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Training and communications that encourage reporting

Jason B. Meyer (jason@leadgood.org) is President of LeadGood LLC in Princeton, New Jersey, USA. Amy E. McDougal (amy.mcdougal@clearesources.com) is President of CLEAResources LLC in Washington, DC.

It’s all about reporting.

Aren’t we ready, as ethics and compliance professionals, to stipulate to that sentence? Is there another single objective of ours that is as encompassing and yields the same benefit? Research conducted by LRN and Todd Rowen back in 2012[1] proved that levels of reporting were the single greatest predictor of a company’s level of compliance, and this has been reinforced anecdotally and by research ever since.[2] Despite this, we see that a common root cause of major compliance and ethics failures is a reporting breakdown. In looking into these cases, we end up exploring why employees hesitated to report wrongdoing.

In the English language, whistleblowers are known by other names: muckrakers, snitches, rats, tattletales, moles, or leakers. Management and even coworkers can use mobbing, gaslighting, devaluing, marginalizing, shunning, blackballing, double-binding, accusing, and emotional harassment against a whistleblower in order to protect themselves or the organization from accountability or liability arising from wrongdoing. This kind of institutional violence may result in workplace traumatic stress or moral injury, causing posttraumatic stress disorder, depression, substance abuse, and suicide. The impact of this toxic culture can extend far beyond the whistleblowing employee, however. An unhealthy workplace is often associated with absenteeism and lost productivity, sabotage and theft, violence, and even death related to stress due to abusive workplace conditions, retaliation, or workplace violence.[3]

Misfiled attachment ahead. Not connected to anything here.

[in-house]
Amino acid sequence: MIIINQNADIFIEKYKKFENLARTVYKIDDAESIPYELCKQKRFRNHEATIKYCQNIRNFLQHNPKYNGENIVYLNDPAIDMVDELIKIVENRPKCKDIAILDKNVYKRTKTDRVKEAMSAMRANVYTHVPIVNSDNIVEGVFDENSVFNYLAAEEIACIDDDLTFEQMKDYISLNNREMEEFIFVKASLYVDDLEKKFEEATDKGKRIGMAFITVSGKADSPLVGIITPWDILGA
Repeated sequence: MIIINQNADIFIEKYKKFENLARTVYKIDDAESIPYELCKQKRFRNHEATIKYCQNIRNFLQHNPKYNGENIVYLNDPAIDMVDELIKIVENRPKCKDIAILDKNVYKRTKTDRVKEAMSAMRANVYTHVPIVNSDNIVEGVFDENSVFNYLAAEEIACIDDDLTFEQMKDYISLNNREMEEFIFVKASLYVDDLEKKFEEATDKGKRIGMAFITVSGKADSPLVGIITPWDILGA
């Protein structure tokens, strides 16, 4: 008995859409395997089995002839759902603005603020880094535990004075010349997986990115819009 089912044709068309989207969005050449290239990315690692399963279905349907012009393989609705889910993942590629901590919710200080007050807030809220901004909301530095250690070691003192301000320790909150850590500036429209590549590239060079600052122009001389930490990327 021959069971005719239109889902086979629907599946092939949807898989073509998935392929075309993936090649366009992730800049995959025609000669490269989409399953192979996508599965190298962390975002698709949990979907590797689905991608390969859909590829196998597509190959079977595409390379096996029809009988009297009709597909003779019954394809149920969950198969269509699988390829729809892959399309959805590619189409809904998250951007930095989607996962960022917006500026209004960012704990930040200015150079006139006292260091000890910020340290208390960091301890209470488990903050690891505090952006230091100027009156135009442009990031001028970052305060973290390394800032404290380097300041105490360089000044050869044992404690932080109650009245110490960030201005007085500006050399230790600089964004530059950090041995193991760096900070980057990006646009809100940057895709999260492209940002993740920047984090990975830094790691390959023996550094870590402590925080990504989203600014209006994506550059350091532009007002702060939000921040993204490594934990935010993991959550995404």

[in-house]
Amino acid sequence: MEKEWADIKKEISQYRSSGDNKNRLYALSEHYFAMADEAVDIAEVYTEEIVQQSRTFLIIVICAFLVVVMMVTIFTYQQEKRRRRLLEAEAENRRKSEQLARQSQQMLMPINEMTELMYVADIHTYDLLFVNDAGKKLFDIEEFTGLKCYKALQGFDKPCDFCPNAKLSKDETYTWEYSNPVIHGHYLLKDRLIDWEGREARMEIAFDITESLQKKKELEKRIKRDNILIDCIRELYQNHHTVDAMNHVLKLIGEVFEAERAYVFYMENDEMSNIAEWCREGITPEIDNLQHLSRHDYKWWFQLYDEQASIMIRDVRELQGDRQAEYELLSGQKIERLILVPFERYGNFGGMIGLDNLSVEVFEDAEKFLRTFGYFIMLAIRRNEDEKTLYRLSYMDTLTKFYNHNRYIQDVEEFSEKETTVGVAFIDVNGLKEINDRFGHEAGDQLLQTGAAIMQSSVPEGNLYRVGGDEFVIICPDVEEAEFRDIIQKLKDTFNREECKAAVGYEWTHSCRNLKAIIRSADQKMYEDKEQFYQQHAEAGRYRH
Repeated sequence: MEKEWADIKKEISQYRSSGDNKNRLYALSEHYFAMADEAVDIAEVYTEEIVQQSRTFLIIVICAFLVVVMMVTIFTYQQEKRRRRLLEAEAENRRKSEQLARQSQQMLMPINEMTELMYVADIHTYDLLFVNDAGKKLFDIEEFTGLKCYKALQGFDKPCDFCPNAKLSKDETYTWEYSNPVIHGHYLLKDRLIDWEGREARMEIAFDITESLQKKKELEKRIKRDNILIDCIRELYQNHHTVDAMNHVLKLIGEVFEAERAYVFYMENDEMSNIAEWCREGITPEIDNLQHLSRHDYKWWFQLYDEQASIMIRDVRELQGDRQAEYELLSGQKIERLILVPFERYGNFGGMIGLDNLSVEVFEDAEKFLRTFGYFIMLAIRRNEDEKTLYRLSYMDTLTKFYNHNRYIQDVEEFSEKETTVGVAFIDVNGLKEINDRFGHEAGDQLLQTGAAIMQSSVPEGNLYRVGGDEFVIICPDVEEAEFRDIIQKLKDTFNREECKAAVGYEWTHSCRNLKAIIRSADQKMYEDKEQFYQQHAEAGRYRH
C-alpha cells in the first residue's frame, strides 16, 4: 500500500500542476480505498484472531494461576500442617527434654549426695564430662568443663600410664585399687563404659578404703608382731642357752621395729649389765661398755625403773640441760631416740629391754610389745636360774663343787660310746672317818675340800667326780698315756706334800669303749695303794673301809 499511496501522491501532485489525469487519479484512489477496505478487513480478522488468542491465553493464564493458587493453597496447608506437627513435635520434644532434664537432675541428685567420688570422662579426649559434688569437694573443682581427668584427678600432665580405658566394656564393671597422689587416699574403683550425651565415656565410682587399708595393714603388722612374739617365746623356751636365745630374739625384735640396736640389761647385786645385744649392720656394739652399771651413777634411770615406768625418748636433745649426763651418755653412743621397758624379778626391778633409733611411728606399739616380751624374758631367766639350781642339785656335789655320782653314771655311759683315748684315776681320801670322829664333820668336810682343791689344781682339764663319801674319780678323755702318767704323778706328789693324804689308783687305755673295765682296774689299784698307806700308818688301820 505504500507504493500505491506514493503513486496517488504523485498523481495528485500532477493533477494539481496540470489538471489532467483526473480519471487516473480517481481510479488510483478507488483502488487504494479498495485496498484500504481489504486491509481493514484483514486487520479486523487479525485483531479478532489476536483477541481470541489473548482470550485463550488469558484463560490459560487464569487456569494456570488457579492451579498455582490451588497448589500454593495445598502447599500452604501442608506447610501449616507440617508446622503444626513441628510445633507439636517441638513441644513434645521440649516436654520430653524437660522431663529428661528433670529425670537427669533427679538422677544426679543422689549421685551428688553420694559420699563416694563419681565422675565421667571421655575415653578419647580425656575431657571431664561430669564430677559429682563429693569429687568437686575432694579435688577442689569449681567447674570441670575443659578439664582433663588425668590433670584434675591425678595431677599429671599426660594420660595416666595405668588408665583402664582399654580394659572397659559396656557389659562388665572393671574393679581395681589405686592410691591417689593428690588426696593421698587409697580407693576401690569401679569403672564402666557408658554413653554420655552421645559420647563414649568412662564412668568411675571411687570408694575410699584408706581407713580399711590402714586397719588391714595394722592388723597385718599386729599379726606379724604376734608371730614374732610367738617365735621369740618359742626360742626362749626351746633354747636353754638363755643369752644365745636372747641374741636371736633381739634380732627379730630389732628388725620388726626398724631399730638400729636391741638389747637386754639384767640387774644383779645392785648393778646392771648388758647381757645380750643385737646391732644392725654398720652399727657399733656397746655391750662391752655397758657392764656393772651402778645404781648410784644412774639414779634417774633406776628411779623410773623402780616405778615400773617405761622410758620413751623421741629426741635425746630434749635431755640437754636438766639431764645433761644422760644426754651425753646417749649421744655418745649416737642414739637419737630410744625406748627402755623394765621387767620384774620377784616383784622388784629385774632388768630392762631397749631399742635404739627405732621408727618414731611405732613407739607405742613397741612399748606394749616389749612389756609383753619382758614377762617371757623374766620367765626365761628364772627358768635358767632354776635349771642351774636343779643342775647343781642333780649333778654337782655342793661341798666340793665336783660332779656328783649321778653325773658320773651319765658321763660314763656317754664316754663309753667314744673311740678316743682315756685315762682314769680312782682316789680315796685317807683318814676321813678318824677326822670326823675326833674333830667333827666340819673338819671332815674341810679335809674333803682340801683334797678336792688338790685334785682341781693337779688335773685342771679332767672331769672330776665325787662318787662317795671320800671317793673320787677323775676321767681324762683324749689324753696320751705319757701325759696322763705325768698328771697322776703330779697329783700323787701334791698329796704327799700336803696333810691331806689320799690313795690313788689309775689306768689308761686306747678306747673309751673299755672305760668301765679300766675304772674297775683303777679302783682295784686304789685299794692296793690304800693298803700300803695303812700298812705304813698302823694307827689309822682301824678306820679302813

So it comes as no surprise that the U.S. Department of Justice emphasizes the important role of reporting in its newest guidance for compliance programs, which states that a confidential reporting structure and investigative process must include “proactive measures to create a workplace atmosphere without fear of retaliation, appropriate processes for the submission of complaints, and processes to protect whistleblowers.”[4]

For this article, we’d like to explore a few examples of effective speak-up cultures with which we are most familiar. Our goal is not to catalog every successful approach; rather, we want to draw some lessons from the efforts we have personally seen work.

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